President Donald Trump and his aides were ebullient Thursday as Supreme Court nominee Brett Kavanaugh defiantly rejected charges of sexual misconduct — a mood that reflected some relief after Trump officials conceded that his accuser, Christine Blasey Ford, offered a compelling performance in the first half of the day.
Trump and senior officials were impressed by Kavanaugh’s combative defense before the Senate Judiciary Committee, in which the Trump nominee, alternating between fury and tears, called several misconduct charges against him a “calculated and orchestrated political hit” and “national disgrace” that had devastated his life and family.
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Minutes after the committee adjourned Thursday evening, Trump tweeted that his nominee “showed America exactly why I nominated him.”
“His testimony was powerful, honest, and riveting,” Trump wrote. “Democrats’ search and destroy strategy is disgraceful and this process has been a total sham and effort to delay, obstruct, and resist. The Senate must vote!”
That capped something of a roller-coaster day for a White House that had watched in the morning as Ford gave a powerful and disturbing account of what she said was a sexual assault by Kavanaugh when the two were high school students at a party in the 1980s.
“She seems sincere, kind, thoughtful and credible,” a former Trump White House official said. “Hard to suggest she is politically motivated.”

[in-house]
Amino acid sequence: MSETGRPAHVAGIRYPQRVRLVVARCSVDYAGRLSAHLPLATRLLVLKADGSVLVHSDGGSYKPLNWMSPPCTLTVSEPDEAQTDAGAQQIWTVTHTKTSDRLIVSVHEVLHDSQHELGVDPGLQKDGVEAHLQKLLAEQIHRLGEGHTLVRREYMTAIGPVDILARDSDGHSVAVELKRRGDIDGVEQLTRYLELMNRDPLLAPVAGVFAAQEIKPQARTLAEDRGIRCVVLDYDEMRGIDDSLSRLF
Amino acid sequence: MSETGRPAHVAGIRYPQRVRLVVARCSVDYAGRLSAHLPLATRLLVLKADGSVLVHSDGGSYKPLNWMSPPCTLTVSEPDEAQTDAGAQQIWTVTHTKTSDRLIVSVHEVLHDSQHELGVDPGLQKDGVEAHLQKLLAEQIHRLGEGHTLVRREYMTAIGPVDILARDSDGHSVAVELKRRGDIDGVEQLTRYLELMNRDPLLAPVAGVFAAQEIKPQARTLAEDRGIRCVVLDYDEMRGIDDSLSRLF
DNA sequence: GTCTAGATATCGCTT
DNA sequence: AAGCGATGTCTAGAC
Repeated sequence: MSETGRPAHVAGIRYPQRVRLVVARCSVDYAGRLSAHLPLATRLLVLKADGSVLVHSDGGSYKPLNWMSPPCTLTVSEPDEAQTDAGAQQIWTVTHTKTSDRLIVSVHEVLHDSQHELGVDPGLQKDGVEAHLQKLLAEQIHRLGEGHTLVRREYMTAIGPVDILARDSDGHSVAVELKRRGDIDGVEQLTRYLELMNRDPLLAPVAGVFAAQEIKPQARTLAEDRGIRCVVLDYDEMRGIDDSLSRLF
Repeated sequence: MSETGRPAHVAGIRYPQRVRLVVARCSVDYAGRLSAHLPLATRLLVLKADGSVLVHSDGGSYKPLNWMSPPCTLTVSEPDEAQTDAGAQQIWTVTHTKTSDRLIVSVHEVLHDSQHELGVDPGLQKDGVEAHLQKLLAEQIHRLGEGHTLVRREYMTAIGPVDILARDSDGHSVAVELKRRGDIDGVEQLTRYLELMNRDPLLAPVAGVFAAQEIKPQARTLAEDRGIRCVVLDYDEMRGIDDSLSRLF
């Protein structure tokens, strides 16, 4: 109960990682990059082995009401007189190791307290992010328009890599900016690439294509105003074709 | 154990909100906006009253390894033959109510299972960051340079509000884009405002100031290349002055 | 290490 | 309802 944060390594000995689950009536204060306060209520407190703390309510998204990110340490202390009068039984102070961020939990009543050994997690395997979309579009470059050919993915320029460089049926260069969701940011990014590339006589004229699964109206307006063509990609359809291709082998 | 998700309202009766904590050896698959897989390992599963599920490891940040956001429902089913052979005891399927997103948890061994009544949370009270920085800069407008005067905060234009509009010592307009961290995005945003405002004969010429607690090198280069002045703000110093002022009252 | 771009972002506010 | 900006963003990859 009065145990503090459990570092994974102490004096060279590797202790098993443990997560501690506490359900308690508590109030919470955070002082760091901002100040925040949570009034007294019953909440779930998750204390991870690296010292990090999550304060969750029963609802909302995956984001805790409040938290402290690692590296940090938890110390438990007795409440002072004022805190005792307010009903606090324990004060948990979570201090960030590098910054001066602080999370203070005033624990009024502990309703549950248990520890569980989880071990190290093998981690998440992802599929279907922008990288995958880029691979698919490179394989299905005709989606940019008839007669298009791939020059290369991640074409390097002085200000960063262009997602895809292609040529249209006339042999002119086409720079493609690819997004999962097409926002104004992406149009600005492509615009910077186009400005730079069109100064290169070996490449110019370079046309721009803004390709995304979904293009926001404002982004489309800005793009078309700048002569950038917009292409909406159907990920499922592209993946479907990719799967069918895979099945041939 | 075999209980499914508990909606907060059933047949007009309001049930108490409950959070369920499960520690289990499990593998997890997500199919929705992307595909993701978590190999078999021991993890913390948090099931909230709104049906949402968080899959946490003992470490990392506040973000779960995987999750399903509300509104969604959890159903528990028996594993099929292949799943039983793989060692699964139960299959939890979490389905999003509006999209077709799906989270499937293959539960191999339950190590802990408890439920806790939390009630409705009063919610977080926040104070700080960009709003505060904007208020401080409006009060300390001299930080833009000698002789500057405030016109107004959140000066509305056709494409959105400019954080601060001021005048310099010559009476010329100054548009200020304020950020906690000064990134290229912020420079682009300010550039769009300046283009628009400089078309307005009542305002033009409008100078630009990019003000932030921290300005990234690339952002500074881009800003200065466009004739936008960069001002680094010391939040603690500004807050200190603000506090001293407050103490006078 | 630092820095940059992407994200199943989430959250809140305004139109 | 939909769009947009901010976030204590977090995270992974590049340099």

Trump, who watched the hearing aboard Air Force One on his flight back to Washington from New York City early in the day, refrained from tweeting until the day’s proceedings had ended shortly before 7:00 p.m. Some of his aides fretted early in the day as Trump watched CNN and Fox News commentary suggesting that Ford’s testimony — and what officials called a disappointing performance by a female prosecutor hired by Judiciary Committee Republicans to question her — might tip the balance against Kavanaugh’s troubled nomination.
Kavanaugh said he did not share his fiery opening remarks with anyone except a law clerk, and a White House official said his defiant tone when he initially addressed the committee after lunch caught many in the building by surprise.
But Trump was elated when Kavanaugh, whom he previously complained was not defending himself with enough force, lashed out at Democrats and the media for what Kavanaugh called casual character assassination.
One senior White House official said Kavanaugh seemed to have tapped into a key element of Trump’s own personal style: hit back hard and without apology.
“What do you like to drink, Senator?” Kavanaugh angrily asked one questioner, Sen. Sheldon Whitehouse (D-R.I.).
“I think he’s studied the way people around Donald Trump have been treated and he figured out a way to prevail,” said the official. The official confirmed that Trump had watched and relished Kavanaugh’s combative opening statement, which the official called “superb.”